Diane Schooley-Pettis, a 14-year survivor, and Nichole Velasquez, who lost two family members, share not only a profession but a penchant for helping others.
Nichole Velasquez taught sixth-grade science for 22 years and today is an instructional coach. Diane Schooley-Pettis, Ph.D., is a finance professor and associate dean of the College of Business and Economics at Boise State University. She has been in education for 28 years.
Sure, the two share a passion for the teaching profession, but beyond that, educating people about pancreatic cancer is also extremely important to both of them, since education leads to more public awareness of the disease. They are volunteer leaders in the Boise Affiliate of the Pancreatic Cancer Action Network – Diane is the Community Engagement Chair and Nichole is the Media Relations Chair.
That a big part of the organization’s mission is ensuring patients and families have comprehensive information about the disease is of particular importance to Diane – a 14-year pancreatic cancer survivor.
“Getting quality information to patients and their doctors is vital,” she said. “I greatly appreciate that this organization, through its Patient Central service, is spreading the word about symptoms, treatment options and especially clinical trials.”
Nichole lost her mother in 2004 to pancreatic cancer, and her aunt (her mom’s sister) was diagnosed 10 years later – she lived one year past diagnosis. Nichole said there is satisfaction in knowing that through volunteering she is doing something positive in the pancreatic cancer community despite her losses.
“Instead of sitting back, I can try to help families write a different narrative than mine – one filled with hope. And I enjoy the relationships I have with people who have walked my same path…people who understand what it’s like to have pancreatic cancer strike your family.”
For Diane, seeing Nichole and others give so much of their time is inspiring. “This community of volunteers that we have – these are people I wouldn’t know if I weren’t involved with the Pancreatic Cancer Action Network, so it means a lot to have volunteer heroes who are making a difference for patients today and also those who will come after us.”
The pair’s chosen professions (which many would also call heroic!) came about when each was younger and saw the importance of education and good teachers. Diane grew up in a tiny town – only 800 people. “I could see that the way out was to go to college and get an education,” she said. “I have always felt that education will make you better in every way.”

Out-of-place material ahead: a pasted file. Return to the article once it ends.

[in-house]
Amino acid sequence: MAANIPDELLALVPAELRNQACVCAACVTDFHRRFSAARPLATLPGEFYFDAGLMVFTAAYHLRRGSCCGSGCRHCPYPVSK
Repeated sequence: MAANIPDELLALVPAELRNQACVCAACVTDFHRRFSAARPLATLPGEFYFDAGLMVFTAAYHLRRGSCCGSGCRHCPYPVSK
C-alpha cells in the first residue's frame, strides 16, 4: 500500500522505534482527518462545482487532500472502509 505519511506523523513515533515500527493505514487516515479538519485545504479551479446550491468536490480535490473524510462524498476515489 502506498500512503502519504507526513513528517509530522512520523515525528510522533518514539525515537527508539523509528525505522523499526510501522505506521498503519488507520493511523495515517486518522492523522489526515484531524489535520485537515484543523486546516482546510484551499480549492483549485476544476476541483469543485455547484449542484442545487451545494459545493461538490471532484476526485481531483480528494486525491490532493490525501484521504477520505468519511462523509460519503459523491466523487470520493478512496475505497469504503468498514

Nichole was the first person in her family to graduate from college. “My teachers were my heroes growing up,” she said. “Around high school age, I knew I wanted to be a teacher, based on the influence my teachers had on me. I wanted to be that for other kids.”
Diane said one myth that she’d like to dispel about pancreatic cancer is that there is no hope.
“Pancreatic cancer is certainly very serious, but it doesn’t have to be a death sentence. We are creating more and more hope every day. And one of the things that drives me to volunteer is being able to let patients know this.”
“As a pancreatic cancer survivor, I’m always looking for reasons for why I’m still here, and I think that’s one of the big reasons – to help those who are going through the same thing I did.”
Equally rewarding, Diane said, is seeing more and more survivors each year at PurpleStride Boise, which will take place in just a few days on Sept. 10.
“Survivors at PurpleStride bring a special kind of hope to the event – it’s really good for people to see that.”
In the spirit of this back-to-school season, these educators agree that the Pancreatic Cancer Action Network’s commitment to disease education and awareness is especially appreciated.
“The approach of giving people good, quality information and then letting them come to the right decision on their own about their next step is what really impresses me,” Diane said. “It’s so true that knowledge is power.”
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